In 1994, Iqbal was awarded the Reebok Human Rights Award. In 2000, when The World’s Children’s Prize for the Rights of the Child was formed, he was posthumously awarded this prize as one of the first laureates.
3. Nkosi Johnson
1989 - 2001
Nkosi, born Xolani Nkosi, was born to Nonthlanthla Daphne Nkosi in a township east of Johannesburg in 1989. He never knew his father. Nkosi was HIV-positive from birth, and was legally adopted by Gail Johnson, a Johannesburg Public Relations practitioner, when his own mother, debilitated by the disease, was no longer able to care for him. The young Nkosi Johnson first came to public attention in 1997, when a primary school in the Johannesburg suburb of Melville refused to accept him as a pupil because of his HIV-positive status. The incident caused a furor at the highest political level—South Africa’s Constitution forbids discrimination on the grounds of medical status—and the school later reversed its decision.
Nkosi was the keynote speaker at the 13th International AIDS Conference, where he encouraged AIDS victims to be open about the disease and to seek equal treatment. Nkosi finished his speech with the words.
“Care for us and accept us - we are all human beings. We are normal. We have hands. We have feet. We can walk, we can talk, we have needs just like everyone else - don’t be afraid of us - we are all the same!”
Nelson Mandela referred to Nkosi as an “icon of the struggle for life.” He was ranked fifth amongst SABC3’s Great South Africans. At the time of his death, he was the longest-surviving HIV-positive born child.
Together with his foster mother, Nkosi founded a refuge for HIV positive mothers and their children, Nkosi’s Haven, in Johannesburg. In November 2005, Gail represented Nkosi when he posthumously received the International Children’s Peace Prize from the hands of Mikhail Gorbachev. Nkosi’s Haven received the US $100,000 prize money from the KidsRights Foundation as well as a statuette which has been named the Nkosi in Nkosi Johnson’s honour. Nkosi’s life is the subject of the book We Are All the Same by Jim Wooten.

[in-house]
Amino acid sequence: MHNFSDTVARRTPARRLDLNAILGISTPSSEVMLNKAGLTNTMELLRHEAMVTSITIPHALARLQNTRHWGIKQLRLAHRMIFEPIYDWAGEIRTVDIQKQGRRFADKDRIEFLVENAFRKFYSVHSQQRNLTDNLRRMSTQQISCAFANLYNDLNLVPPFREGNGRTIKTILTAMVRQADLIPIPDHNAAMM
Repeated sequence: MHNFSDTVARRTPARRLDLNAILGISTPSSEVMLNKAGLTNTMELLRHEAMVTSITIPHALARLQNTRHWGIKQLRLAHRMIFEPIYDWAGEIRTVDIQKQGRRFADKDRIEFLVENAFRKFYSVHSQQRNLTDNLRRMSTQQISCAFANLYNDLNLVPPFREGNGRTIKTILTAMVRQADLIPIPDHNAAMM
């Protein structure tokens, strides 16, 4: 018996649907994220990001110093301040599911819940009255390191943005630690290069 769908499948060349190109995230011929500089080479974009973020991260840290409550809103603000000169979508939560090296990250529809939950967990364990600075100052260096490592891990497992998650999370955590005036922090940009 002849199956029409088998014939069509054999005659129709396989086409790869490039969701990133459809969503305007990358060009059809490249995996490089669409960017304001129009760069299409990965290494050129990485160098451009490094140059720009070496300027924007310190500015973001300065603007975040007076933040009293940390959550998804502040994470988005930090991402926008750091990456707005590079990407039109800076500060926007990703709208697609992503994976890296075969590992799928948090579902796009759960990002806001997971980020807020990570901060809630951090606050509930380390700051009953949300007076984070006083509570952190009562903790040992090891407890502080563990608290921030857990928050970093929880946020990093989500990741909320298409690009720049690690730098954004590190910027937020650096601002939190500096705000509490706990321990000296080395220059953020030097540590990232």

2. Om Prakash Gurjar
At the age of five, he was taken away from his parents and for three years he worked in the fields. After he was rescued by activists of Bachpan Bachao Andolan, Om campaigned for free education in his native Rajasthan. He then helped to set up a network of what are known as “child friendly villages”, places where children’s rights are respected and child labour is not allowed. He also set up a network that aims to give all children a birth certificate as a way of helping to protect them from exploitation. He also worked to ensure children are given birth certificates. He says such registration is the first step towards enshrining children’s rights, proving their age, and helping to protect them from slavery, trafficking, forced marriage or serving as a child soldiers.
He was awarded the International Children’s Peace Prize by former South African President FW de Klerk, who won the Nobel Peace Prize in 1993.
1. Thandiwe Chama
A 16-year-old Zambian girl, Thandiwe Chama of Lusaka’s Chawama township has scooped the 2007 International Children’s Peace Prize beating 28 other nominees from across the world. The prestigious prize was presented to Thandiwe in The Hague on Sunday by Nobel Peace Laureate, Betty Williams and Live8 initiator, Sir Bob Geldof. The Prize consists of a statuette - “the Nkosi” - and 100,000 euros, which are to be awarded to a direct aid project in the spirit of the young winner’s efforts.
In 1999, when she was only eight-years-old, her school was closed because there were no teachers. Thandiwe refused to accept this and led 60 other children in walking to find another school. As a result, all the children were taken into the Jack Cecup School. Strengthened by this achievement, Thandiwe has been fighting ever since for the right to education for all children. Thandiwe continues to impress, for example by speaking in church about children and AIDS - an issue not always discussed easily in churches. With a friend, she wrote and illustrated a booklet called “The Chicken with AIDS”, telling young children about the perils of AIDS.
“It’s so important to know that also a child has rights. At school I learned about rights. And I knew then that this was something I wanted to fight for. Because if children are given an opportunity, they for sure can contribute in making this world a better place.” - Thandiwe Chama
[Via The List Universe]